While the yarn was soaking, we made up the dye mixes. We had 5 colors so made 5 cups of 2 packs of the same color with a splash of vinegar and a 8 oz of water. The rest of the kool-aid, we made cups of 1 pack and 4 oz water so we could mix colors or do multi-color skeins.

With everything ready we did our first attempt.We also decided to use the microwave. 2 minutes - check the yarn - 2 minutes more - check yarn, etc until the water was clear. Most of the skeins took 3 trips to the microwave.

After the microwave each skein was allowed to rest for a few minutes then we transferred the skein to a different container without its water. Once the yarn was completed cooled, Sarah gave each skein a final wash in tepid water and a small bit of shampoo.

After it's final bath the yarn was squeezed of all its water and hung in the bathtub to dry. As you can see some of the yarn was done solid - some tonal and some multi colored.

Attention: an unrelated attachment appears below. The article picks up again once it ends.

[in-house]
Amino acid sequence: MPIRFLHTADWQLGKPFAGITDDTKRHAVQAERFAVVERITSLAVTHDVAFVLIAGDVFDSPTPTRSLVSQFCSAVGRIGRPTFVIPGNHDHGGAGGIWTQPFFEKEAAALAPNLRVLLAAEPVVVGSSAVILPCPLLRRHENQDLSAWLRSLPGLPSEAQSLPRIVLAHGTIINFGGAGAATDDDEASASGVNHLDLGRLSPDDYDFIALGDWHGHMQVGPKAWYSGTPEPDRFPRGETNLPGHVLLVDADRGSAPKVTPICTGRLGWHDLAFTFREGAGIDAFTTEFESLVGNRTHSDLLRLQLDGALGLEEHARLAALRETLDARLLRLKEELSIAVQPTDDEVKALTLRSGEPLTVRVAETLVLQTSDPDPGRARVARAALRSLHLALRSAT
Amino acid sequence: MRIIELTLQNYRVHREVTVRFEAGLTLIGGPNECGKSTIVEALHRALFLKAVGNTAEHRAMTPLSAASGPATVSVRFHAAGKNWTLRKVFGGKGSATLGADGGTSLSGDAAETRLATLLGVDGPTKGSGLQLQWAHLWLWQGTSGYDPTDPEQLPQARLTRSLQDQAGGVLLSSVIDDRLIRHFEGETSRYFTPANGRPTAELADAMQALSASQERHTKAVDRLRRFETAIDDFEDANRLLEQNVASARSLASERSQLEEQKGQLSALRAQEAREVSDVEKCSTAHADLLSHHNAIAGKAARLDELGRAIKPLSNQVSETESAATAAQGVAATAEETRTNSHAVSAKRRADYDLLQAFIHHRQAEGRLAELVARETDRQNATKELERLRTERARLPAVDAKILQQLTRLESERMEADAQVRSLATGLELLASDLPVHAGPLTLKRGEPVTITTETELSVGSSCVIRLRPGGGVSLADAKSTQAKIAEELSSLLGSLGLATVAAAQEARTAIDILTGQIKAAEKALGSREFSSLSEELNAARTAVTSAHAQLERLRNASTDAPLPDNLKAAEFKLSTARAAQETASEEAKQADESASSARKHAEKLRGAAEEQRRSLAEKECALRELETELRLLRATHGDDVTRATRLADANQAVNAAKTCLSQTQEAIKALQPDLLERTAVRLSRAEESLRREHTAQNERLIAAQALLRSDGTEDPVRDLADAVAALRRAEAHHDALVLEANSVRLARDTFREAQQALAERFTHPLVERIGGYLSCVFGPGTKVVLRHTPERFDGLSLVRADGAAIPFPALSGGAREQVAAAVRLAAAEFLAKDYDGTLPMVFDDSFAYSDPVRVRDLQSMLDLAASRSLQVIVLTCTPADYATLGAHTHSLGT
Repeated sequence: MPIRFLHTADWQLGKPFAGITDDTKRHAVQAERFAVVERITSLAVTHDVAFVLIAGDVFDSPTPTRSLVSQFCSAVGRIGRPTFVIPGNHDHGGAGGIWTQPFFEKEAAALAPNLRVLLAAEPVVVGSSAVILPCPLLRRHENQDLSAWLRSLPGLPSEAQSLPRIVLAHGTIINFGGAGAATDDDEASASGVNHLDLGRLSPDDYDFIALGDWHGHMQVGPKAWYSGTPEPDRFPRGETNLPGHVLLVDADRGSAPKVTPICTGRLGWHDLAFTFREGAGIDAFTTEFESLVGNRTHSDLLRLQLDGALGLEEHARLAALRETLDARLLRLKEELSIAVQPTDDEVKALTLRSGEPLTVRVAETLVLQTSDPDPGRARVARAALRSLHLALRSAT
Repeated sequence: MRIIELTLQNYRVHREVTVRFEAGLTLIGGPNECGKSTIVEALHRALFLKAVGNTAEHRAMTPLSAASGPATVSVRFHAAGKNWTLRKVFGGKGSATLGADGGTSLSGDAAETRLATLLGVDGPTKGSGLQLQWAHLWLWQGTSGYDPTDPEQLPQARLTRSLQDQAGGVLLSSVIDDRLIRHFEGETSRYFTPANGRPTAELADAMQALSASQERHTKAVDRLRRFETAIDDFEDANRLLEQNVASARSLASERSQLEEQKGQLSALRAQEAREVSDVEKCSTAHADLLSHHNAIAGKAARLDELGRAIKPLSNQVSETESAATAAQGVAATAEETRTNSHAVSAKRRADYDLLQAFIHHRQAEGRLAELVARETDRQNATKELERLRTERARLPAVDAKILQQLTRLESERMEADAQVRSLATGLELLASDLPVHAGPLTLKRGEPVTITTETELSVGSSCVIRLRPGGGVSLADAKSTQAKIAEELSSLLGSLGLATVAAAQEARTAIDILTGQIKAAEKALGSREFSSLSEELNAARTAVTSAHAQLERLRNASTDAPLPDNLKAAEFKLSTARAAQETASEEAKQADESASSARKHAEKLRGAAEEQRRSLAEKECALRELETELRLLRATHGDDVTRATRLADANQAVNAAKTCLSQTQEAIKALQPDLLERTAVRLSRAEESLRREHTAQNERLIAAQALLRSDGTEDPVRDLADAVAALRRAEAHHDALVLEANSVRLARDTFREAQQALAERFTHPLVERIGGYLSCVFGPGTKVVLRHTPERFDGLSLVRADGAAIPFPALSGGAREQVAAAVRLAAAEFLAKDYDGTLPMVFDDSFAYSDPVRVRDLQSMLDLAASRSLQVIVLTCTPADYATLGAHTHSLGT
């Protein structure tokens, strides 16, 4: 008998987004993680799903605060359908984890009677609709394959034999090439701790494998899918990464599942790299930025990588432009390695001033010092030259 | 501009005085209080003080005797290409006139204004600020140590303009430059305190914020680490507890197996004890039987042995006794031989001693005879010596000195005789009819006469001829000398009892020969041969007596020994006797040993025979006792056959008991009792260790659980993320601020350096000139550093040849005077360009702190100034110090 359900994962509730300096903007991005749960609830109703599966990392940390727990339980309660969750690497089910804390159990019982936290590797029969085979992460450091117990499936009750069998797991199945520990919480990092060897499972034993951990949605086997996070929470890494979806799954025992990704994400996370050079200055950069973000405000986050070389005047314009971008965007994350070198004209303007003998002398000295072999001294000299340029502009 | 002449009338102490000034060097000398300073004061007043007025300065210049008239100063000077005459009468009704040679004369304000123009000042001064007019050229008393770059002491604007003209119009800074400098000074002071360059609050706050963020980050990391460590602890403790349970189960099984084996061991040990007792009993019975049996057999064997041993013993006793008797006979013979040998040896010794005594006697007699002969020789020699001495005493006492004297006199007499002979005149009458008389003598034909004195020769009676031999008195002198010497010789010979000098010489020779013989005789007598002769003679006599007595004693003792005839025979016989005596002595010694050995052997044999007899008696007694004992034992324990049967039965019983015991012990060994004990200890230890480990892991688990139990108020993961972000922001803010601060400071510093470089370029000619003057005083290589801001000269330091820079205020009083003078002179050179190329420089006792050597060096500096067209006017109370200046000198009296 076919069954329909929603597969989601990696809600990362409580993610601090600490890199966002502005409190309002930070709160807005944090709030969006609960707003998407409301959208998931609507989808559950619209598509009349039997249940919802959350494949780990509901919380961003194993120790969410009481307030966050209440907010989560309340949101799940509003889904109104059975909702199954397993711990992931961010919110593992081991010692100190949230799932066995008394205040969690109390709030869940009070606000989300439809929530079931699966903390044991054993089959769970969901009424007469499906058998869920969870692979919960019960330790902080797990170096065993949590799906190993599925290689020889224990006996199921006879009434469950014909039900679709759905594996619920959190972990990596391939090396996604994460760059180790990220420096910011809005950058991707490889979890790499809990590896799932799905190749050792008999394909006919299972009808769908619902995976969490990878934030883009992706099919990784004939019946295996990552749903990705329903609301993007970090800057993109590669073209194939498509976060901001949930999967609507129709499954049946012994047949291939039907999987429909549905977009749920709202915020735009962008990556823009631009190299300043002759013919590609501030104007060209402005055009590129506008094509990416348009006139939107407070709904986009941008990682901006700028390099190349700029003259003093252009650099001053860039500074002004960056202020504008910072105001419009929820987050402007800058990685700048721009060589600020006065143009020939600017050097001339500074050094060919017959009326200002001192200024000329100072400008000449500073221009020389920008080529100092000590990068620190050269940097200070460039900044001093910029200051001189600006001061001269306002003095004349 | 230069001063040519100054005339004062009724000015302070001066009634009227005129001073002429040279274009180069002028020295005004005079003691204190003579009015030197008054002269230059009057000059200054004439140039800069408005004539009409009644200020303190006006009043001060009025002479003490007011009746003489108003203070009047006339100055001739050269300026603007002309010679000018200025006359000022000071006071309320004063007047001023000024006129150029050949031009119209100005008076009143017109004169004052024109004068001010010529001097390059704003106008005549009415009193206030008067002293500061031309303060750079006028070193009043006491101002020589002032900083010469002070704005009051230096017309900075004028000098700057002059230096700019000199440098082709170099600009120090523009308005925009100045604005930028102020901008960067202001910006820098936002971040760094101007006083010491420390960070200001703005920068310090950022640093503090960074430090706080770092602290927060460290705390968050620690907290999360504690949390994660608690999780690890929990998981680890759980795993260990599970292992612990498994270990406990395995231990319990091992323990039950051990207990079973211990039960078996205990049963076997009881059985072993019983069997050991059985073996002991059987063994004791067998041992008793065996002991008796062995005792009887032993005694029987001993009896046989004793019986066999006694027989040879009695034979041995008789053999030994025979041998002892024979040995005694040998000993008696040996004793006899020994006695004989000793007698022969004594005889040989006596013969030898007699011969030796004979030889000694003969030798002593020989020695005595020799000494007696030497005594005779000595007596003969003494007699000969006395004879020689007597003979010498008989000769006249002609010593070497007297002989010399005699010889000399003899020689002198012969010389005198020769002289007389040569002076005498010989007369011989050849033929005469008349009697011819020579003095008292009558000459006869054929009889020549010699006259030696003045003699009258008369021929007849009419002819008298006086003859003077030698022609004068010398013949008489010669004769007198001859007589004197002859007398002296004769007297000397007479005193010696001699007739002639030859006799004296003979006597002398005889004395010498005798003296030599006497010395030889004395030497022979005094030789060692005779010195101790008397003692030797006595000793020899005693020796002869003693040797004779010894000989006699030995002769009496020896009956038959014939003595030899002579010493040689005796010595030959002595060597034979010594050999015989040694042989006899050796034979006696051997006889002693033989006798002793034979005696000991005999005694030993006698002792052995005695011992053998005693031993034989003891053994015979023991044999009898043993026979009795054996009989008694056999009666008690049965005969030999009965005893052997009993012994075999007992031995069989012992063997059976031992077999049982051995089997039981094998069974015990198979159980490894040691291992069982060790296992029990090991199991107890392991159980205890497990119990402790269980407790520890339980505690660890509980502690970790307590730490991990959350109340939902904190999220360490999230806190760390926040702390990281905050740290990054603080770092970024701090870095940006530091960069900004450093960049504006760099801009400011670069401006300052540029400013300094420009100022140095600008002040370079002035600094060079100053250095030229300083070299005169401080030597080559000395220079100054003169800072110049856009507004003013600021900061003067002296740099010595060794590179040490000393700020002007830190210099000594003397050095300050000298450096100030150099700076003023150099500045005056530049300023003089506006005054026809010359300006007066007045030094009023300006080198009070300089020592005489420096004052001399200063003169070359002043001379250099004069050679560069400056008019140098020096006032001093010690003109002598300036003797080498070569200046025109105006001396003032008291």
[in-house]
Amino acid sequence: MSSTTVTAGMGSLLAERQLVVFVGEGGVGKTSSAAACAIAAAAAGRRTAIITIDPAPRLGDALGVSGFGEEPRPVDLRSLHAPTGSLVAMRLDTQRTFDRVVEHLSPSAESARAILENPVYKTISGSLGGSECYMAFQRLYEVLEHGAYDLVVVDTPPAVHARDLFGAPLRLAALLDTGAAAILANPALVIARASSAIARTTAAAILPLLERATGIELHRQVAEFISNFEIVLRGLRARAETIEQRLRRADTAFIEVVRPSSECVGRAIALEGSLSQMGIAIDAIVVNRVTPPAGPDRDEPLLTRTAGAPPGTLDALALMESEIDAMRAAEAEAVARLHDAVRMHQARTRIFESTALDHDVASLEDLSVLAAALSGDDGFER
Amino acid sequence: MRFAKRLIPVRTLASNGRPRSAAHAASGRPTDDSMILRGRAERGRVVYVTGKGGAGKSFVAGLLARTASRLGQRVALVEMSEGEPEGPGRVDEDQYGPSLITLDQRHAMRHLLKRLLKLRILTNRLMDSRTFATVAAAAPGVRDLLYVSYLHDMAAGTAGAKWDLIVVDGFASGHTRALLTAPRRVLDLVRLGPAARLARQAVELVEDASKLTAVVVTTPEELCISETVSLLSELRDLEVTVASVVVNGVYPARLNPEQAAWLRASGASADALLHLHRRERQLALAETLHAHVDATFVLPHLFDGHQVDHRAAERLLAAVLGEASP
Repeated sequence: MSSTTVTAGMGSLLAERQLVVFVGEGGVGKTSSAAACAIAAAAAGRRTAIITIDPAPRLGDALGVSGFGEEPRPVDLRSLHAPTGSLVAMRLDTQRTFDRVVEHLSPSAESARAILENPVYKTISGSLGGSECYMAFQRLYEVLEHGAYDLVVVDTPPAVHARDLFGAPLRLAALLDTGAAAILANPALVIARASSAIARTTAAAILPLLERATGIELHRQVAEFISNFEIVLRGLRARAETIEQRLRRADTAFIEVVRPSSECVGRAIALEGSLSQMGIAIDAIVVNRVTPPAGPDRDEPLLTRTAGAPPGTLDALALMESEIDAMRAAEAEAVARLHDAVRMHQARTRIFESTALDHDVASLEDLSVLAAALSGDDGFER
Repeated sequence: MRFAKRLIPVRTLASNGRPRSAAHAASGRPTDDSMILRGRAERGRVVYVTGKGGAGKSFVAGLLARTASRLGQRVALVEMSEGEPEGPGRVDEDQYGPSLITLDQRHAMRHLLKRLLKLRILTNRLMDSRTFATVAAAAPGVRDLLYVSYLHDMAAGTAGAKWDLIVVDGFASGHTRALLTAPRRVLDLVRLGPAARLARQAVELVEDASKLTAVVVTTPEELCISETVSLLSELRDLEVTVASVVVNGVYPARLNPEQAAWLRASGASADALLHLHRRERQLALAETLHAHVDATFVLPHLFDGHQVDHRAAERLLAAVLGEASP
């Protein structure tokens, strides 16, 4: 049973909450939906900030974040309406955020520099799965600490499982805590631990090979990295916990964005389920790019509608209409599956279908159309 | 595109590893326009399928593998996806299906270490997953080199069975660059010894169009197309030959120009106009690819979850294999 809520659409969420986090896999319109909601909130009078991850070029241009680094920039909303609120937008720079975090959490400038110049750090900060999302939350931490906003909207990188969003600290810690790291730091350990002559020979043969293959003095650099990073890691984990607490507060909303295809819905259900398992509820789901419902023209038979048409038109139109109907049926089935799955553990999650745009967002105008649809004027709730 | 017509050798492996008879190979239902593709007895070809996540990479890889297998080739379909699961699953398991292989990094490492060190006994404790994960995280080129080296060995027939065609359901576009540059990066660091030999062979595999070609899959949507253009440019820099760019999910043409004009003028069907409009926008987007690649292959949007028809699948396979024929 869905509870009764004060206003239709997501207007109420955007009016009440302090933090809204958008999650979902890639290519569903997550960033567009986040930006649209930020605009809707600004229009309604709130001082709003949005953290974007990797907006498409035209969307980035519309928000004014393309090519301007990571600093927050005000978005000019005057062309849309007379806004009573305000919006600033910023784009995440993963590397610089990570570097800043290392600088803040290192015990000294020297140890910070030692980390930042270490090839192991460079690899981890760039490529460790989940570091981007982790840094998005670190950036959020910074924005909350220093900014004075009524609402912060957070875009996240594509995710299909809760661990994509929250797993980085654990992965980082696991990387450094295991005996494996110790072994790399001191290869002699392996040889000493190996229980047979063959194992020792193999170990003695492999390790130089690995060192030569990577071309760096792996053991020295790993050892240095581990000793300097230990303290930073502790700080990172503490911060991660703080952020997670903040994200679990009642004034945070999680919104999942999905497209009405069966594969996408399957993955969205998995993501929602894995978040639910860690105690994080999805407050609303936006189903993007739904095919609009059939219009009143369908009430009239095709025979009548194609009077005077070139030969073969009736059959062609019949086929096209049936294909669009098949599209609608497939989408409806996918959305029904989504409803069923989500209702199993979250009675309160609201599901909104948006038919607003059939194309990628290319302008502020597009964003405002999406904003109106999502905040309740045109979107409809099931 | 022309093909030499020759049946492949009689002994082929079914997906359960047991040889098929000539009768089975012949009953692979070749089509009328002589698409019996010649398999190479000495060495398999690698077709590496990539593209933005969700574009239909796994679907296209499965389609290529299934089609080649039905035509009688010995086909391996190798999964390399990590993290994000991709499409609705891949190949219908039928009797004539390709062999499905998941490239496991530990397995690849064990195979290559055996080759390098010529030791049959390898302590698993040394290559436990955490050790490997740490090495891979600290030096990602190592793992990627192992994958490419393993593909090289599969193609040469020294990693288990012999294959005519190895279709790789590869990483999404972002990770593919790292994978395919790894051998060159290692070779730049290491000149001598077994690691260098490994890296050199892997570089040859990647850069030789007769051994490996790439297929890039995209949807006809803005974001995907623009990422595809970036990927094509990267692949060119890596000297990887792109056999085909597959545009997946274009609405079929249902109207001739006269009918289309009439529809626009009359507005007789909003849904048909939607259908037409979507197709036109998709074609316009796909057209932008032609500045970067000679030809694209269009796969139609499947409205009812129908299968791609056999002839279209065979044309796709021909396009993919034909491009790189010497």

We had a great time giving this a try and both of us agreed this wouldn't be the last time we dye yarn. Next time around we'll try the jacquard dye I buy a while back or possibly Wilton's food dye. I understand Wilton's has more ready colors available.

If you haven't try dyeing yarn give the kool-aid dyeing a try. It's fun and easy and you get to knit something totally your own. Plus, its best to try it with a friend cause we had a GREAT weekend!

While we were dyeing yarn, Chief was busy amusing us by trying to tangle himself in the chair.

Wednesday, December 7, 2011

I'm Dying this weekend

If you aren't into knitting and all things yarn and fiber I'm guessing that the post title took you by surprise. Rest assured, there's no terrible disease going on in my household - the dying is all about yarn. I have a friend coming to spend the weekend and we have lots of plain yarn to dye. It will be the first attempt for both of us and we've been emailing lists and instructions back and forth. I don't know what the results will be but one thing I know for sure - there will be pictures..... lots of pictures.